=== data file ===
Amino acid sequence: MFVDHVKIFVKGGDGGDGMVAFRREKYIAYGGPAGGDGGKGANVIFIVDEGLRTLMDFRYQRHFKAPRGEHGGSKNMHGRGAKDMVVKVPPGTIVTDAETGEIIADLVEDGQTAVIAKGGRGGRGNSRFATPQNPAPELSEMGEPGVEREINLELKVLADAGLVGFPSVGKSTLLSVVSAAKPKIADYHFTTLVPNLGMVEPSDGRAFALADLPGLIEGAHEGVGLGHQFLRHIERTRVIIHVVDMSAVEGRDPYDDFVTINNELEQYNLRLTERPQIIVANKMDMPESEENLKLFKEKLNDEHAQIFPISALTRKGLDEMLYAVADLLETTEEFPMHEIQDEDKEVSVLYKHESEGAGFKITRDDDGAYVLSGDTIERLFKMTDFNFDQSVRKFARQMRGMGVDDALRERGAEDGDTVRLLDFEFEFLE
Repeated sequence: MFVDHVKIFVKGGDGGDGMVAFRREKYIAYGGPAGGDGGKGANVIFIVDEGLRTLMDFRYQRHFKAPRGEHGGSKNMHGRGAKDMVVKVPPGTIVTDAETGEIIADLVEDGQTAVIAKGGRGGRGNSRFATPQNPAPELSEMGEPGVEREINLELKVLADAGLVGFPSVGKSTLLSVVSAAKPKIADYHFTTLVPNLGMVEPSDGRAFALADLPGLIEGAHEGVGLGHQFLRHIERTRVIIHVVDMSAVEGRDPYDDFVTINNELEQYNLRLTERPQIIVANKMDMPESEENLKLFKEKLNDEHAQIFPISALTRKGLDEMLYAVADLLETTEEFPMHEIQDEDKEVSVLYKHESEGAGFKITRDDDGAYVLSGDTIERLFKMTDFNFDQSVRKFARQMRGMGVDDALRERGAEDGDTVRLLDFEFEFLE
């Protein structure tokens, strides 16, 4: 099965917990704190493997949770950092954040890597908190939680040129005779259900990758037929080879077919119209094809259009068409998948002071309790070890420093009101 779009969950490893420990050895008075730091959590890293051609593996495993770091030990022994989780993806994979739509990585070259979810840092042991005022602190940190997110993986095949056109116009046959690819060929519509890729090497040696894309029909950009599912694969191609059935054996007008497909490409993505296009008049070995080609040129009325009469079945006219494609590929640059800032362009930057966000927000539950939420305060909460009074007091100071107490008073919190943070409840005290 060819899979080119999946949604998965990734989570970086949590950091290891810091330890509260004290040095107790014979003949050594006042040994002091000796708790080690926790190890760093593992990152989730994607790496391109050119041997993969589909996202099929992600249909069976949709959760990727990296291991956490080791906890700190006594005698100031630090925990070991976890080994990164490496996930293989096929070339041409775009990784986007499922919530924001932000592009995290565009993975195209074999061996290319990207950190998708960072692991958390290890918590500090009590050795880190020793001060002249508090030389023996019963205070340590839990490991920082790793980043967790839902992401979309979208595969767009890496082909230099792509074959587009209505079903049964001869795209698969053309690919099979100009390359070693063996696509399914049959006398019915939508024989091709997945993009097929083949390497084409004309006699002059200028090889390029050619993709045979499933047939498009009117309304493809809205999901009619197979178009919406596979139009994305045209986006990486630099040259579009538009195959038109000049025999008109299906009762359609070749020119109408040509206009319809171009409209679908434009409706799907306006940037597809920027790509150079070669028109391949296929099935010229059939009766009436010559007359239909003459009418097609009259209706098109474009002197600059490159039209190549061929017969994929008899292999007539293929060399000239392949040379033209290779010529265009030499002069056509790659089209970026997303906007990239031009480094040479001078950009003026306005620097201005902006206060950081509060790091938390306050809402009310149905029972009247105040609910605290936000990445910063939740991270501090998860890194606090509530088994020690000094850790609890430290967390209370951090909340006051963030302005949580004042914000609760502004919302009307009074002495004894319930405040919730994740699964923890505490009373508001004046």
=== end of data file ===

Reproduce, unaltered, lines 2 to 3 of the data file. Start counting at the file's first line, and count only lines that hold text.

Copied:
Repeated sequence: MFVDHVKIFVKGGDGGDGMVAFRREKYIAYGGPAGGDGGKGANVIFIVDEGLRTLMDFRYQRHFKAPRGEHGGSKNMHGRGAKDMVVKVPPGTIVTDAETGEIIADLVEDGQTAVIAKGGRGGRGNSRFATPQNPAPELSEMGEPGVEREINLELKVLADAGLVGFPSVGKSTLLSVVSAAKPKIADYHFTTLVPNLGMVEPSDGRAFALADLPGLIEGAHEGVGLGHQFLRHIERTRVIIHVVDMSAVEGRDPYDDFVTINNELEQYNLRLTERPQIIVANKMDMPESEENLKLFKEKLNDEHAQIFPISALTRKGLDEMLYAVADLLETTEEFPMHEIQDEDKEVSVLYKHESEGAGFKITRDDDGAYVLSGDTIERLFKMTDFNFDQSVRKFARQMRGMGVDDALRERGAEDGDTVRLLDFEFEFLE
């Protein structure tokens, strides 16, 4: 099965917990704190493997949770950092954040890597908190939680040129005779259900990758037929080879077919119209094809259009068409998948002071309790070890420093009101 779009969950490893420990050895008075730091959590890293051609593996495993770091030990022994989780993806994979739509990585070259979810840092042991005022602190940190997110993986095949056109116009046959690819060929519509890729090497040696894309029909950009599912694969191609059935054996007008497909490409993505296009008049070995080609040129009325009469079945006219494609590929640059800032362009930057966000927000539950939420305060909460009074007091100071107490008073919190943070409840005290 060819899979080119999946949604998965990734989570970086949590950091290891810091330890509260004290040095107790014979003949050594006042040994002091000796708790080690926790190890760093593992990152989730994607790496391109050119041997993969589909996202099929992600249909069976949709959760990727990296291991956490080791906890700190006594005698100031630090925990070991976890080994990164490496996930293989096929070339041409775009990784986007499922919530924001932000592009995290565009993975195209074999061996290319990207950190998708960072692991958390290890918590500090009590050795880190020793001060002249508090030389023996019963205070340590839990490991920082790793980043967790839902992401979309979208595969767009890496082909230099792509074959587009209505079903049964001869795209698969053309690919099979100009390359070693063996696509399914049959006398019915939508024989091709997945993009097929083949390497084409004309006699002059200028090889390029050619993709045979499933047939498009009117309304493809809205999901009619197979178009919406596979139009994305045209986006990486630099040259579009538009195959038109000049025999008109299906009762359609070749020119109408040509206009319809171009409209679908434009409706799907306006940037597809920027790509150079070669028109391949296929099935010229059939009766009436010559007359239909003459009418097609009259209706098109474009002197600059490159039209190549061929017969994929008899292999007539293929060399000239392949040379033209290779010529265009030499002069056509790659089209970026997303906007990239031009480094040479001078950009003026306005620097201005902006206060950081509060790091938390306050809402009310149905029972009247105040609910605290936000990445910063939740991270501090998860890194606090509530088994020690000094850790609890430290967390209370951090909340006051963030302005949580004042914000609760502004919302009307009074002495004894319930405040919730994740699964923890505490009373508001004046």